Remembering the brutality, three years on

Remembering the brutality, three years on

It has been three years since the December 16, 2012 gang-rape case. No one can forget this day when the brutal gang-rape and murder of the 23-year-old physiotherapy student took place in a moving bus by six men in the country capital.
The victim passed away a few days after the incident, and her family and the protestors have nothing but justice to yearn for.

Presently, the juvenile is scheduled to be released later this month. As of the rest of the convicts, the Supreme Court has not yet handed down its verdict.

While some want all the accused to be hanged, others feel immense anger on the juvenile to be released and some others remain indifferent to the judgement.

“It would be really wrong if the juvenile is released,” says Mamta Sharma, former chairperson of the National Commission for Women.

“Our government made the fast track courts which have been of no use to the victim. The judges should have given a timely judgement. I think this is all because of the lack of sensitivity,” she adds.

“I don’t think anyone is born rapist or is violent since birth. We still live in times when we ask our daughters only to reach home on time in the evening. We tell our boys that they cannot cry. They grow in a way where being shameless and peeing in public doesn’t bother them. Our patriarchal society tends to dehumanise these boys and men,” says Kamla Bhasin, a social scientist.

Bhasin, as a human rights defender is “totally against capital punishment” for those accused in the December 16 gang-rape.

“I feel that human beings can learn. They can repent in jail. But I don’t think that extremely strict laws are the only way. If capital punishments and death sentences would have been effective, rapes and murders would have stopped till now,” she says.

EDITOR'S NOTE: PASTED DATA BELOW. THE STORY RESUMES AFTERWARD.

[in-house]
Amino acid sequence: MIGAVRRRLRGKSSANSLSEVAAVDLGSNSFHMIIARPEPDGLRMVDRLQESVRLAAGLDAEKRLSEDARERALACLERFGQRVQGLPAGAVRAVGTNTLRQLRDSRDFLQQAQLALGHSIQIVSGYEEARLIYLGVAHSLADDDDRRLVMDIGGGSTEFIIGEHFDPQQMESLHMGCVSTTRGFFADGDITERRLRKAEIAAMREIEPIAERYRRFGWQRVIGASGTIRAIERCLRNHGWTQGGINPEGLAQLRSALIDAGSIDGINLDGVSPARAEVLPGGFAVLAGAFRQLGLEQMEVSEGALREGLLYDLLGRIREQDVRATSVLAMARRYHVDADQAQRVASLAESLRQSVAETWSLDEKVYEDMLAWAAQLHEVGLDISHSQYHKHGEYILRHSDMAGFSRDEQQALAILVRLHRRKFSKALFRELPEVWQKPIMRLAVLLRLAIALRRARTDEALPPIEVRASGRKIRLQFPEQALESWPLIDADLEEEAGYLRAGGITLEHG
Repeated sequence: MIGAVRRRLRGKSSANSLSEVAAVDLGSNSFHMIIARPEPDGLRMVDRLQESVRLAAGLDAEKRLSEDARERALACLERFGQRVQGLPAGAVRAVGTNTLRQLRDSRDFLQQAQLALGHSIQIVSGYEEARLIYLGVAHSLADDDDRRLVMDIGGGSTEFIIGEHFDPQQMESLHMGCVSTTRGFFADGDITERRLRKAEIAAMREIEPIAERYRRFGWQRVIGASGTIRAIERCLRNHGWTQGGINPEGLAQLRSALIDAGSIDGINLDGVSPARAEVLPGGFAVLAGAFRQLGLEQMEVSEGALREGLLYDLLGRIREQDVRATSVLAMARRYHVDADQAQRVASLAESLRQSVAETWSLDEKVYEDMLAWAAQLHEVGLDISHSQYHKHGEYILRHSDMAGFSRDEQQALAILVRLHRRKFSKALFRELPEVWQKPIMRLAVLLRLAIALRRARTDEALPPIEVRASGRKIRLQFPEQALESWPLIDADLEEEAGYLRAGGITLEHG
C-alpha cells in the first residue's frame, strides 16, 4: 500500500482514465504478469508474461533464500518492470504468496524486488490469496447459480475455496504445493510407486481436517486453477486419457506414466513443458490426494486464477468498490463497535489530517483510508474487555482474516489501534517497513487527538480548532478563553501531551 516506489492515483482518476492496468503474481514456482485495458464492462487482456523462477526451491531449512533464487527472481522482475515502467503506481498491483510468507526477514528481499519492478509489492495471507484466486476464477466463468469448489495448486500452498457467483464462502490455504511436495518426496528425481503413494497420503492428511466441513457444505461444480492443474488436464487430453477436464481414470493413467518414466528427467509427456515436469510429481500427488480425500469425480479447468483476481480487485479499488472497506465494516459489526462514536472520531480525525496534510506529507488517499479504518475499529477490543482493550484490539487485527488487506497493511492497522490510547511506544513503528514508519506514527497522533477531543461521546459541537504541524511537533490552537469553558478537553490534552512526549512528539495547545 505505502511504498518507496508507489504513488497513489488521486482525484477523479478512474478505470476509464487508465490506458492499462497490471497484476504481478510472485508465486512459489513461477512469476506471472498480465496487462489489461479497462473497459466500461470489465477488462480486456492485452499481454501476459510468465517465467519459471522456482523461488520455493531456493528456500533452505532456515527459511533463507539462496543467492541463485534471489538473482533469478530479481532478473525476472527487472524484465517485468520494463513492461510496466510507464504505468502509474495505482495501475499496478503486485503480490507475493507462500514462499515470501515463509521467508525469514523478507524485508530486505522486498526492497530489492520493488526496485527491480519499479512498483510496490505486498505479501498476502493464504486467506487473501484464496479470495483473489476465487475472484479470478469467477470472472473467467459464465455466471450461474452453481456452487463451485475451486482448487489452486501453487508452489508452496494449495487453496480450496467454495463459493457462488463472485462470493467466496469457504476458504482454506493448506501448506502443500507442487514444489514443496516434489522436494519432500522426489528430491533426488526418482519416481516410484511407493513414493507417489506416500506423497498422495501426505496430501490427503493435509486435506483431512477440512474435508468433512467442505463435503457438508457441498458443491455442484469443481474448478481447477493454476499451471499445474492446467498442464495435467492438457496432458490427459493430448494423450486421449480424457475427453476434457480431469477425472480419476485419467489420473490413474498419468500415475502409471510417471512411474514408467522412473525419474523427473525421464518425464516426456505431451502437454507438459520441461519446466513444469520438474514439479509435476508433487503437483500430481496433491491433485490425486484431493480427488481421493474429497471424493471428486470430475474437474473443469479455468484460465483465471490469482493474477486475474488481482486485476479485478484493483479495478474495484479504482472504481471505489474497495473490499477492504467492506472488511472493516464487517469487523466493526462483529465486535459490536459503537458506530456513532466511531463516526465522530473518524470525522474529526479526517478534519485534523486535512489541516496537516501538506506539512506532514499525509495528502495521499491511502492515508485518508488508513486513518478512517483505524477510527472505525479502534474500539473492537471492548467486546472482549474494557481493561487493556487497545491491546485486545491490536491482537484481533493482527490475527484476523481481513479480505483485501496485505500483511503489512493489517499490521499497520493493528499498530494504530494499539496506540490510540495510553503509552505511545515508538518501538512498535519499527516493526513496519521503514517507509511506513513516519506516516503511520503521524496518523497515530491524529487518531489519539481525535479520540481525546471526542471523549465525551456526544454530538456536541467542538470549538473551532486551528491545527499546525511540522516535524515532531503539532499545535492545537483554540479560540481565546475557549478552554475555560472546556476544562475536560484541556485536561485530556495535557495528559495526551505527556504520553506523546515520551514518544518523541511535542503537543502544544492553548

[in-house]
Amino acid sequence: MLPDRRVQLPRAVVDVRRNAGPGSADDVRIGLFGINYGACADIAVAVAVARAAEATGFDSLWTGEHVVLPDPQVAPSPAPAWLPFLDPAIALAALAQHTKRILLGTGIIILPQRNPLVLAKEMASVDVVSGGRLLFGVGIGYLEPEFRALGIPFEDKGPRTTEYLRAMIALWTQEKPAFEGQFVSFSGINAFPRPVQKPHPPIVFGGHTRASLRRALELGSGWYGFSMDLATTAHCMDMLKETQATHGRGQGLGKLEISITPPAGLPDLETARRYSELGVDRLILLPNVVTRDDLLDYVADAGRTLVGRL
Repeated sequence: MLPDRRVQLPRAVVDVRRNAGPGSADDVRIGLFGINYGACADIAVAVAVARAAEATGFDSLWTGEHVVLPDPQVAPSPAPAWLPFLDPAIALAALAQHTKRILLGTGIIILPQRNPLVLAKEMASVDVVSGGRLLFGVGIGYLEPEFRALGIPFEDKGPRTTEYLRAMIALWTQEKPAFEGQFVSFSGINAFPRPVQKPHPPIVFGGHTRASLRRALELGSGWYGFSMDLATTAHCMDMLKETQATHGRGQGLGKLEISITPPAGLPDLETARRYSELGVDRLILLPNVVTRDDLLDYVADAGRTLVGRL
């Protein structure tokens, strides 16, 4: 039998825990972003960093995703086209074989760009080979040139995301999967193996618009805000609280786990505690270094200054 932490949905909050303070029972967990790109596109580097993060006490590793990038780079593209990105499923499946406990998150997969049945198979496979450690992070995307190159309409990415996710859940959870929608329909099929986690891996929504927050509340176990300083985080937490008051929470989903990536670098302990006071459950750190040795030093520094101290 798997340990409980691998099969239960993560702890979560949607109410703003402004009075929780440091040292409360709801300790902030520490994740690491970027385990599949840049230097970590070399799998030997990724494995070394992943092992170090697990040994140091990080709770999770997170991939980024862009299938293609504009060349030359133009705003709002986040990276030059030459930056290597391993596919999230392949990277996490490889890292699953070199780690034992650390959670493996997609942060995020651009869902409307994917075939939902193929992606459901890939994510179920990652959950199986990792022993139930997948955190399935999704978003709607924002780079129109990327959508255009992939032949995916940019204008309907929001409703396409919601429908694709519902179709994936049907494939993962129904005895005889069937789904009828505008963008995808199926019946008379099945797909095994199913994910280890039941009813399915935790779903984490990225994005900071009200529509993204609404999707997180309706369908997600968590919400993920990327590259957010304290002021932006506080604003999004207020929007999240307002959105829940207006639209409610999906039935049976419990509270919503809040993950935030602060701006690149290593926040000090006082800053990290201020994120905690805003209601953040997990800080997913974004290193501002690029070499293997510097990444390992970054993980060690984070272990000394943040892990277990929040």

Recalling the manner in which the accused gang-raped the victim, she adds, “Those men were not human at all. They came from the poorest sections of the society and had no expectations from the society. They just wanted to overpower someone. The rape was a crime of power and hate.” It all comes down to the patriarchal mindset, according to Bhasin. “Where domestic violence and female infanticide still prevail in the country, women continue to be considered “lowly” in the eyes of the men.”

“When you speak of judgement and hanging of the accused in this case, what about the 35 million girls who have been killed? Who takes their responsibility? In the case, the whole society needs to be hanged. These are definitely some issues which need to be dealt with depth at the very primarily level,” Bhasin tells Metrolife.When we, the members of the society outnumber the rapists, what stops us from fighting for justice for the victims? The question remains unanswered.

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